specific shop? 4) What facilitators are there in your specific shop that might make it easier for a person with aphasia? 5) Within
your workplace, what other facilitators could be introduced to make it easier for a person with aphasia? All focus group interviews
were audiotaped and transcribed verbatim. Data was analysed using the qualitative content analysis procedures as described by
Graneheim and Lundman (2004).

Analysis of the focus group transcripts revealed three categories of barriers and facilitators: 1) people environmental factors, 2)
physical environmental factors, and 3) business/organisational environmental factors (see Tables 2 and 3). Barriers identified within
these categories and the facilitators suggested by participants to overcome these barriers are reported below.
Table 2 about here
Table 3 about here
1) People Environmental Factors
The most common barriers identified by all groups were factors relating to other people, including a lack of awareness about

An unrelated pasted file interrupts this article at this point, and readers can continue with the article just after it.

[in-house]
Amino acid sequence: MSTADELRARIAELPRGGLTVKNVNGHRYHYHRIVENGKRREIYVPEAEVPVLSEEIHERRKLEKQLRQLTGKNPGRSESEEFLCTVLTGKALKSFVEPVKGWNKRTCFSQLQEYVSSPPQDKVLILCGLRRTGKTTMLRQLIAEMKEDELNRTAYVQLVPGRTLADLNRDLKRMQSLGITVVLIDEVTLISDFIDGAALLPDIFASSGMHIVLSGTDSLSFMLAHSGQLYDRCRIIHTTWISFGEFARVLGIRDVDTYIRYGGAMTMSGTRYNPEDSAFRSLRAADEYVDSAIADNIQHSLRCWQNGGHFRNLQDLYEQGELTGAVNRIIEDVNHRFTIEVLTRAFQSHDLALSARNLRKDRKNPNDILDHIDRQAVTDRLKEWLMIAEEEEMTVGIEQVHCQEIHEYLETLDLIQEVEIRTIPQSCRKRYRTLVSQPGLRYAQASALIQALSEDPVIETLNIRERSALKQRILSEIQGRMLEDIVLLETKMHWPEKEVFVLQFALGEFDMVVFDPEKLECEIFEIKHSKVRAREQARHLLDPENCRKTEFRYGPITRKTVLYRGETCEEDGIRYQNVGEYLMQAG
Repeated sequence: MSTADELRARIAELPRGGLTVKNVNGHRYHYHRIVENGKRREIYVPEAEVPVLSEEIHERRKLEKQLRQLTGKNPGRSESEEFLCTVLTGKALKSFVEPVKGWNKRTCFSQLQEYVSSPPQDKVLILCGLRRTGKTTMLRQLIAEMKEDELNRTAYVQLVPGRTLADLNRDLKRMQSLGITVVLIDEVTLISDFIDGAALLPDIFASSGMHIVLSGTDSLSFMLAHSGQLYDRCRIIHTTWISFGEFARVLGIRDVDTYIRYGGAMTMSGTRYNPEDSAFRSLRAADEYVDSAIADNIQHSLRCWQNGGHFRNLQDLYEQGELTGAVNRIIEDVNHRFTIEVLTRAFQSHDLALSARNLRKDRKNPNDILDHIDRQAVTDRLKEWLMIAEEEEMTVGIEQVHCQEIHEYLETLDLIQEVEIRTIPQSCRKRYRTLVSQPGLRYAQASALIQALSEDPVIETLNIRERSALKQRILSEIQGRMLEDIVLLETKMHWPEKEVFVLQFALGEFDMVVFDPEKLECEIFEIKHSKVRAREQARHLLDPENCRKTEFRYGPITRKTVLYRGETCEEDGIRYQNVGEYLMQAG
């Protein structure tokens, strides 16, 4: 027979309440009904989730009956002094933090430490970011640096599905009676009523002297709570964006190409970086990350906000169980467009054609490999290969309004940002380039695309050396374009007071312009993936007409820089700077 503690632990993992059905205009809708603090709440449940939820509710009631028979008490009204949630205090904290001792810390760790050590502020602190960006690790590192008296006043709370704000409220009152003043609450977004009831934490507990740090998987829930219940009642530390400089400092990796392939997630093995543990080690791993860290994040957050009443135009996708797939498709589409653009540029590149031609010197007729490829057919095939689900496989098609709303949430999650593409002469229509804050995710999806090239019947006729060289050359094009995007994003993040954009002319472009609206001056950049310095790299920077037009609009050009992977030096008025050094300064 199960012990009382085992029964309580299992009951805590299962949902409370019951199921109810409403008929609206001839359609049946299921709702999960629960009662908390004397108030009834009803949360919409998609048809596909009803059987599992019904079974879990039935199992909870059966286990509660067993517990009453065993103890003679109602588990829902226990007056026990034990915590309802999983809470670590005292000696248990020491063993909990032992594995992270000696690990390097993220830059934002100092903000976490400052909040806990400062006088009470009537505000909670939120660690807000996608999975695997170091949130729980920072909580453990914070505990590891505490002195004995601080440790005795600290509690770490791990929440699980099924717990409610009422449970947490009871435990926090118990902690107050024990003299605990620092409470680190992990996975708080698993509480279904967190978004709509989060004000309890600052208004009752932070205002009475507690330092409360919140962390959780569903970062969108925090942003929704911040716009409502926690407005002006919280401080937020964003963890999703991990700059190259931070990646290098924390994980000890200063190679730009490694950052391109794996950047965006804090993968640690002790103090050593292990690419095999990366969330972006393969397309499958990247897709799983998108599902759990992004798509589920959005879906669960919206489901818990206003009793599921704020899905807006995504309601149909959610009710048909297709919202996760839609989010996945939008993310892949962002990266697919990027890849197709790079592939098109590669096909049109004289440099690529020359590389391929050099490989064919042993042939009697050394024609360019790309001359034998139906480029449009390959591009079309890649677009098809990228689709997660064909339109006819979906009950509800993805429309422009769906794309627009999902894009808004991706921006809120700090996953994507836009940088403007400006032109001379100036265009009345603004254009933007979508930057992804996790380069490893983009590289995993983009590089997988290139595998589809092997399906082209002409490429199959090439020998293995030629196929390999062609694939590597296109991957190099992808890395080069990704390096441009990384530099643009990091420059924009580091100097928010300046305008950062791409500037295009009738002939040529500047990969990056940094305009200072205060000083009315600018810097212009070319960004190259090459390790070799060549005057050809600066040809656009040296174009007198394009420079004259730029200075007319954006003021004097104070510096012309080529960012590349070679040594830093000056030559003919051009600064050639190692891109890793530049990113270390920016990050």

aphasia, misassumptions about the cause of the communication difficulties experienced by individuals with aphasia, and other
people’s attitudes and actions.
Lack of awareness
Almost every group cited a lack of awareness about aphasia as a significant barrier.
As one participant said, “I’d never heard of that word ‘aphasia’ until I came here today”. In addition to a general lack of awareness
about aphasia, some participants also referred to the lack of physical symptoms associated with the disorder as an added barrier.
The most common misconception cited by shopping centre personnel was the presumption that the individual suffered from an
intellectual disability. Several participants made comments such as:
“They (employees) may think they have mental problems, if someone speaks like that, they may think they are not all there.”
Negative attitudes